As part of the kid rap duo, Kris Kross, Kelly bounced into the music world with the 1992 hit “Jump.” He and fellow rapper Chris Smith were discovered at age 13 by music producer Jermaine Dupri in an Atlanta shopping mall, and soon after recorded the album Totally Krossed Out, which went platinum. The pair – who wore their clothes backward as a gimmick – opened for Michael Jackson on his Dangerous World Tour later that year. Though the artist, nicknamed Mac Daddy, continued to make music, he was never able to repeat the success of his debut album. Kelly, 34, died May 1 from a possible drug overdose in Atlanta.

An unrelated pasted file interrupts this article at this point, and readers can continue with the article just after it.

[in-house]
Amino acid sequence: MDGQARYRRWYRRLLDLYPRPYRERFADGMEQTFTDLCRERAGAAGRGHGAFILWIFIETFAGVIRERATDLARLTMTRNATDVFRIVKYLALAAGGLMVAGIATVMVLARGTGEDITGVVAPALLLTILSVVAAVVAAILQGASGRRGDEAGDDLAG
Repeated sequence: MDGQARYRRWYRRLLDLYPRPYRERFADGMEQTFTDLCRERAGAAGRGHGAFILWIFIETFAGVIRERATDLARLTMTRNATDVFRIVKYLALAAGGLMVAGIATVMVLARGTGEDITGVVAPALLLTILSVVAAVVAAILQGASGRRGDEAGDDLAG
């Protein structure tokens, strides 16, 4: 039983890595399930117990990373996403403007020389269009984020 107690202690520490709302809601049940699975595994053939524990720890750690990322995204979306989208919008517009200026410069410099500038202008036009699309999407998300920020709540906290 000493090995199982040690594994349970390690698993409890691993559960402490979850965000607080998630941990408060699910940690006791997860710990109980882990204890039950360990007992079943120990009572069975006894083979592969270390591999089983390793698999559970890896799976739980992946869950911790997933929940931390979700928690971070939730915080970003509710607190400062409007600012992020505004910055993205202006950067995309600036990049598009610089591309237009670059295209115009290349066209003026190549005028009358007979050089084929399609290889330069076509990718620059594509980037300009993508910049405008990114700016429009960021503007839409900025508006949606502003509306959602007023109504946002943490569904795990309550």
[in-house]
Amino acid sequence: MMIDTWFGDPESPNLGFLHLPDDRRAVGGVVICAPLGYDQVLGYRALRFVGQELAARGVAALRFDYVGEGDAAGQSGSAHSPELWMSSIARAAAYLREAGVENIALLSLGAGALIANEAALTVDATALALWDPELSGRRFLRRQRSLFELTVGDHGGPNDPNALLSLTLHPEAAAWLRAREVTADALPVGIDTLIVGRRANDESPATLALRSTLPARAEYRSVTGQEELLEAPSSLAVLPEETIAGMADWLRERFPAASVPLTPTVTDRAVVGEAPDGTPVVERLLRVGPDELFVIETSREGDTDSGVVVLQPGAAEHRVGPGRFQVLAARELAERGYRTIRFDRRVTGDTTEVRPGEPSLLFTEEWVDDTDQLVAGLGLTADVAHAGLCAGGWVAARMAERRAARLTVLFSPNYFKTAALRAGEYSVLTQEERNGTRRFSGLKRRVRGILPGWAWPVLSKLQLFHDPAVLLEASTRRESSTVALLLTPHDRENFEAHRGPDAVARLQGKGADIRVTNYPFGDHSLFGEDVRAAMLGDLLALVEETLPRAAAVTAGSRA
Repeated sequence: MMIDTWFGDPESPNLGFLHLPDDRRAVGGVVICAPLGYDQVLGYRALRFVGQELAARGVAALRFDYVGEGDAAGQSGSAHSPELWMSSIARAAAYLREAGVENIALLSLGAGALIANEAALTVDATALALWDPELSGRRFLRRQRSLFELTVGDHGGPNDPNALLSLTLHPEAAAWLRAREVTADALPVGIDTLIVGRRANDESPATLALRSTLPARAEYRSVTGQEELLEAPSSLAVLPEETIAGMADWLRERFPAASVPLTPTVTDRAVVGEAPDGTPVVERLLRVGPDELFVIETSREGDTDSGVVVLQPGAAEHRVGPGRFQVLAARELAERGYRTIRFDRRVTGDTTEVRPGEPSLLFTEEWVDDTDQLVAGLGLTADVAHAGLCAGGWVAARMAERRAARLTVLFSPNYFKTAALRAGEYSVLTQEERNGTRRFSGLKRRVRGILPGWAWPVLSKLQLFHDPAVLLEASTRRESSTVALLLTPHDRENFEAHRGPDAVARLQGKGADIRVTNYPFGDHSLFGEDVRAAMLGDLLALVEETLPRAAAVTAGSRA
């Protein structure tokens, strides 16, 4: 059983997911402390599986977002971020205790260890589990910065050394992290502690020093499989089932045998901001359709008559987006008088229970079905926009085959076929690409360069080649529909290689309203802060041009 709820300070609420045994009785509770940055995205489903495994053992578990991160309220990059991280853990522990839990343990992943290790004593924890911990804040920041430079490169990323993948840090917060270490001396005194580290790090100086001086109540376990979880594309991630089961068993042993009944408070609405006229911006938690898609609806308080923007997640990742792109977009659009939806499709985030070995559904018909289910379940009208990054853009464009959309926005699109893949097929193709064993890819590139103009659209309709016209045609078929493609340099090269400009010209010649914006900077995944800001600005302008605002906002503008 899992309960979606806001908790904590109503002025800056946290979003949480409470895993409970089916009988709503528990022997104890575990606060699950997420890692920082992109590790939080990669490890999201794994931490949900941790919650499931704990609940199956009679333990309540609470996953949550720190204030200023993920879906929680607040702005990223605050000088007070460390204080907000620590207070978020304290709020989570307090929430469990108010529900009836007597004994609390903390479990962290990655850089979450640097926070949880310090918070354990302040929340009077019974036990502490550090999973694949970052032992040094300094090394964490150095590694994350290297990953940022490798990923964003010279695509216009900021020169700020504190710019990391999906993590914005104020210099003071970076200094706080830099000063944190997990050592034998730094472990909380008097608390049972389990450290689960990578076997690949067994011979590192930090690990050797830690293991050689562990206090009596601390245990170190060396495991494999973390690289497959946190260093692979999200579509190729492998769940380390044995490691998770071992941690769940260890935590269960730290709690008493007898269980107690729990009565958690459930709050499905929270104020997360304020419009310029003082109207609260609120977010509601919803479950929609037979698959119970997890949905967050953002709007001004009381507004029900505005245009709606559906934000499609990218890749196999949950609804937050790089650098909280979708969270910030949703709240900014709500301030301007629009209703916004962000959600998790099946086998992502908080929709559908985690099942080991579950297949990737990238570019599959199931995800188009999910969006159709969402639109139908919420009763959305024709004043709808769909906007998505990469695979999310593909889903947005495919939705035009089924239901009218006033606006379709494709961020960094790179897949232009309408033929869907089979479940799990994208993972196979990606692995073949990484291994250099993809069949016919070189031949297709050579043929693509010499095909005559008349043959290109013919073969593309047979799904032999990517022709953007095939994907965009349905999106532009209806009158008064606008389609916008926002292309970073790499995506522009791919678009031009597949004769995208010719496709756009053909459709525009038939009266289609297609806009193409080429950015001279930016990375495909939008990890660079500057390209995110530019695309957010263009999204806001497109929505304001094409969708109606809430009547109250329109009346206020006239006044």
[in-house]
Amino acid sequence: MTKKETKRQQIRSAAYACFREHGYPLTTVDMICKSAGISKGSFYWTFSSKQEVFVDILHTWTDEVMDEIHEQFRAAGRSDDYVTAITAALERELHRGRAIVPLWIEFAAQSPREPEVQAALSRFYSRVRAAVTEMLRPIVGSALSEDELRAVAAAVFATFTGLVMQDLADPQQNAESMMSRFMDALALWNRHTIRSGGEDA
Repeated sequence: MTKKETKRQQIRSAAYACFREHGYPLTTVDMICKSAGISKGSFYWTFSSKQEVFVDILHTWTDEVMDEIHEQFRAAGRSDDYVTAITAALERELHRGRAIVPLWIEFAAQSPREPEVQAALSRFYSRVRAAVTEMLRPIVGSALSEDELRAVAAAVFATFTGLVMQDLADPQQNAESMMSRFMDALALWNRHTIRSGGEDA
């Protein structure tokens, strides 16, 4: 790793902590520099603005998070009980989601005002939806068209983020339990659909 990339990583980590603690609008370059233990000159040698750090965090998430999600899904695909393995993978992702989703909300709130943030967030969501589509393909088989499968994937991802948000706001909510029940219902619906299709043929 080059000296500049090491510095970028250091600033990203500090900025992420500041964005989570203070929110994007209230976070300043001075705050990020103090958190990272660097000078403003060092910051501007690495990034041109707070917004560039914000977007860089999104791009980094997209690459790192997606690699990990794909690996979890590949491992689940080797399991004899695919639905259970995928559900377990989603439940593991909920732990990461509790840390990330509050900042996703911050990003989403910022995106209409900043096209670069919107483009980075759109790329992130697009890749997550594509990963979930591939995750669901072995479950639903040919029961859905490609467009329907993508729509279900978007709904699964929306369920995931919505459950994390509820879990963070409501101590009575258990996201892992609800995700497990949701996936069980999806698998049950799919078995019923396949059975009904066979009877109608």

DR. JOYCE BROTHERS
Before there was Dr. Phil and Dr. Oz, there was Dr. Brothers. A fixture on TV and radio in the ’60s, ’70s and ’80s, the psychologist offered pragmatic advice on sex, family and relationships in a calm, nonjudgmental tone to the delight – and relief – of millions. Dr. Brothers, who passed away May 13 at age 85 in Ft. Lee, N.J., got her first taste of the TV spotlight in 1955 as a winning game-show contestant on The $64,000 Question. The talk-therapy pioneer would go on to host syndicated talk shows and radio call-in programs, write books and newspaper columns and even make guest appearances (usually as herself) on such recent TV shows as Entourage and The Simpsons.